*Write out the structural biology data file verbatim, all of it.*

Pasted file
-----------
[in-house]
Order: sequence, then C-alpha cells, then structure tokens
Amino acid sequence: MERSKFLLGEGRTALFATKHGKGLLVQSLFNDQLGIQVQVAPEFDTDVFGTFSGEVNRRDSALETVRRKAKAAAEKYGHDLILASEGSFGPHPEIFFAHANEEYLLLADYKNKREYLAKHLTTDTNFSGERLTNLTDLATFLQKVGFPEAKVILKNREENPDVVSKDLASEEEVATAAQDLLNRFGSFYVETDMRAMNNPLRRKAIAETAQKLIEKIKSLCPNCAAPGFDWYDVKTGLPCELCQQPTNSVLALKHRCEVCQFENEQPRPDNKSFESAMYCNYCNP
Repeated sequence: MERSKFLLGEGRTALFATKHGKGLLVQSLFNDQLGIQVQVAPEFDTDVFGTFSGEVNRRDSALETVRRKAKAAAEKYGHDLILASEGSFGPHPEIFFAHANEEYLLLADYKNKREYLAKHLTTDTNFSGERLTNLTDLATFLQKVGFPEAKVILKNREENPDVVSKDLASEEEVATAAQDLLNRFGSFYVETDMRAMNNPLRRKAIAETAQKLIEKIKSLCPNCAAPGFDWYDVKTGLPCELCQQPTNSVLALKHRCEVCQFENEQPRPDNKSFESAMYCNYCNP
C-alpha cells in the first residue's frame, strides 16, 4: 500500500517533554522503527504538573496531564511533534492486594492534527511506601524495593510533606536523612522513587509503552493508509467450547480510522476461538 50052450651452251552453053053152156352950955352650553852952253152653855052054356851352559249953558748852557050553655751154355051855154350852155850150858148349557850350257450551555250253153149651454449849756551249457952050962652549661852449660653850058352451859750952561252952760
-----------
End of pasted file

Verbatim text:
[in-house]
Order: sequence, then C-alpha cells, then structure tokens
Amino acid sequence: MERSKFLLGEGRTALFATKHGKGLLVQSLFNDQLGIQVQVAPEFDTDVFGTFSGEVNRRDSALETVRRKAKAAAEKYGHDLILASEGSFGPHPEIFFAHANEEYLLLADYKNKREYLAKHLTTDTNFSGERLTNLTDLATFLQKVGFPEAKVILKNREENPDVVSKDLASEEEVATAAQDLLNRFGSFYVETDMRAMNNPLRRKAIAETAQKLIEKIKSLCPNCAAPGFDWYDVKTGLPCELCQQPTNSVLALKHRCEVCQFENEQPRPDNKSFESAMYCNYCNP
Repeated sequence: MERSKFLLGEGRTALFATKHGKGLLVQSLFNDQLGIQVQVAPEFDTDVFGTFSGEVNRRDSALETVRRKAKAAAEKYGHDLILASEGSFGPHPEIFFAHANEEYLLLADYKNKREYLAKHLTTDTNFSGERLTNLTDLATFLQKVGFPEAKVILKNREENPDVVSKDLASEEEVATAAQDLLNRFGSFYVETDMRAMNNPLRRKAIAETAQKLIEKIKSLCPNCAAPGFDWYDVKTGLPCELCQQPTNSVLALKHRCEVCQFENEQPRPDNKSFESAMYCNYCNP
C-alpha cells in the first residue's frame, strides 16, 4: 500500500517533554522503527504538573496531564511533534492486594492534527511506601524495593510533606536523612522513587509503552493508509467450547480510522476461538 50052450651452251552453053053152156352950955352650553852952253152653855052054356851352559249953558748852557050553655751154355051855154350852155850150858148349557850350257450551555250253153149651454449849756551249457952050962652549661852449660653850058352451859750952561252952760